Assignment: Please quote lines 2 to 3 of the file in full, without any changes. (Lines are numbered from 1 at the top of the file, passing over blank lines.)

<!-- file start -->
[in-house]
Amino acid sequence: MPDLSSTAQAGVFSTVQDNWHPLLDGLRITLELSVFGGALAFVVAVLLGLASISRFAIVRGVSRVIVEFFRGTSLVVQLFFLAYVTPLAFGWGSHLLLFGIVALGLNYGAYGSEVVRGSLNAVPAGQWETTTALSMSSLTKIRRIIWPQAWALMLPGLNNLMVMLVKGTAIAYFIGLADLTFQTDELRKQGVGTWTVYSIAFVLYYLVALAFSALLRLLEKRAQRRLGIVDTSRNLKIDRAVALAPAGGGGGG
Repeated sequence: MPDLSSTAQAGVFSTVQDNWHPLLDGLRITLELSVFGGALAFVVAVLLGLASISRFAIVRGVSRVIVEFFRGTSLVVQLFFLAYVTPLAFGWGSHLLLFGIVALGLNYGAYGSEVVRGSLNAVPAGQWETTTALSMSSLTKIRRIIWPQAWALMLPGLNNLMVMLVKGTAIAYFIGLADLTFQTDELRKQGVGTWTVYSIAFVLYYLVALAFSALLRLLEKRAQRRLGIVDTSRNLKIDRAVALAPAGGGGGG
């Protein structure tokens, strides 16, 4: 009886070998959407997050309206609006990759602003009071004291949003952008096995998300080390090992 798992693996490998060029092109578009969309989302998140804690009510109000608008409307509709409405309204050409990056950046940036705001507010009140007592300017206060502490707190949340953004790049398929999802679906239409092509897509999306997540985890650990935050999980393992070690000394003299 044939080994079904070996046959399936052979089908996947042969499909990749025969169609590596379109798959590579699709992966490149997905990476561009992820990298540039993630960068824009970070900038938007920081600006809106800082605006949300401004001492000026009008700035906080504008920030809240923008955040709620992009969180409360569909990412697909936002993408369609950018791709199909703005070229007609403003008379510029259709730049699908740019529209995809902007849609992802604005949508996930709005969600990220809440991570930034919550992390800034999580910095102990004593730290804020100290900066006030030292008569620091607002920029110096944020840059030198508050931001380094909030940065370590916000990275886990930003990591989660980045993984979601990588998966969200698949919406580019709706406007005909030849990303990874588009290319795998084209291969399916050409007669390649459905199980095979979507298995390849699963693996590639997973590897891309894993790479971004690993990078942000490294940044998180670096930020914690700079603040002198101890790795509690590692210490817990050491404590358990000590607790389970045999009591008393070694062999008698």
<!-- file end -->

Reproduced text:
Amino acid sequence: MPDLSSTAQAGVFSTVQDNWHPLLDGLRITLELSVFGGALAFVVAVLLGLASISRFAIVRGVSRVIVEFFRGTSLVVQLFFLAYVTPLAFGWGSHLLLFGIVALGLNYGAYGSEVVRGSLNAVPAGQWETTTALSMSSLTKIRRIIWPQAWALMLPGLNNLMVMLVKGTAIAYFIGLADLTFQTDELRKQGVGTWTVYSIAFVLYYLVALAFSALLRLLEKRAQRRLGIVDTSRNLKIDRAVALAPAGGGGGG
Repeated sequence: MPDLSSTAQAGVFSTVQDNWHPLLDGLRITLELSVFGGALAFVVAVLLGLASISRFAIVRGVSRVIVEFFRGTSLVVQLFFLAYVTPLAFGWGSHLLLFGIVALGLNYGAYGSEVVRGSLNAVPAGQWETTTALSMSSLTKIRRIIWPQAWALMLPGLNNLMVMLVKGTAIAYFIGLADLTFQTDELRKQGVGTWTVYSIAFVLYYLVALAFSALLRLLEKRAQRRLGIVDTSRNLKIDRAVALAPAGGGGGG